Choreographer Susan Rethorst started something when she came to teach at Bryn Mawr College a couple of years back. Her Wreckings explore what happens when choreographers take over one another's works to reconstruct them. From this project came the concept of the Remix Festival, which opened Thursday night at thefidget space.

Curated by choreographer/dancer Annie Wilson, whose own work I admire, the first half of each evening offers three dances by individual choreographers. The second half offers the same performers doing their work remixed by someone else. Results can run from quirky to not-working-for-me to darn funny. Each remix had some of all that.

Meredith Bove's solo, This Everlasting Ocean, began with her counting into a mike and making a tape loop, over which she layered vowels that repeated like waves lapping at a shore. Her movement motifs echoed approaching and receding waves: She slid down the wall time after time, traversed the floor on her butt again and again. When Chelsea Murphy and Magda San Milan did the later remix, the ocean evaporated.

Murphy and San Milan showed up next with We Touched It. These two escapees from the Headlong Performance Institute slay me. I saw them this year in their droll skit Singer/Songwriter, and this new piece was just as unstarched. Hands down inside their dance tights, they lolled and horsed around like little girls do at side-by-side play, wondering about how things feel to the touch. They end by sniffing each other's hands and smearing their smells over each other's faces. No, it's awfully endearing. But that's taken away, deflated as a post-birthday balloon, in Rachel Slater's darker remix, which begins with the hand-sniffing.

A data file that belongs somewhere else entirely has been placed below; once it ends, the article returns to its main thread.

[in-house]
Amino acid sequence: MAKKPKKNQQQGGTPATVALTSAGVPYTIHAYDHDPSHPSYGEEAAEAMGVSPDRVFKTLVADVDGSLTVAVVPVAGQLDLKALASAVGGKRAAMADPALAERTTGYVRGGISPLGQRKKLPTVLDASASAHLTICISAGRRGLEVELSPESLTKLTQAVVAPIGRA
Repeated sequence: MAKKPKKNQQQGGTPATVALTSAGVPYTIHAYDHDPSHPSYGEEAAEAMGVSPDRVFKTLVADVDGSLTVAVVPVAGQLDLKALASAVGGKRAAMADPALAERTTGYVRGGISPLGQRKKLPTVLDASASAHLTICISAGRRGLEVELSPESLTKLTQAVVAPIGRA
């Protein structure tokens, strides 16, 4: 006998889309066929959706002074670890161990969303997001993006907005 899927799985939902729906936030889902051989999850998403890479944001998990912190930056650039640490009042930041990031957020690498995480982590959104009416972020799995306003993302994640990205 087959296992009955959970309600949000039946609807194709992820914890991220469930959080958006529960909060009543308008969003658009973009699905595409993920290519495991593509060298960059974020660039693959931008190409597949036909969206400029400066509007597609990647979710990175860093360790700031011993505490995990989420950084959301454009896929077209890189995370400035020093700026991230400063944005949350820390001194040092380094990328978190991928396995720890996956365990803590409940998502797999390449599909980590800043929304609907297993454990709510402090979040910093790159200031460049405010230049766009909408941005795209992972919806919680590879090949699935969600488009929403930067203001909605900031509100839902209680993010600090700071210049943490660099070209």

Meg Foley performed an unnamed, not fully formed Rethorst sketch of a piece, which so far features frenzied writhing on the floor and flinging of the body with total abandon. Jen Rosenblit's remix filled in much more texture and humor and had Foley beginning behind the audience before threading her way through to the stage area, where Rosenblit joined her.

All in all, there was more reworking than wrecking, but the concept came across clear enough. The performances Saturday and Sunday will be something altogether new to reckon with.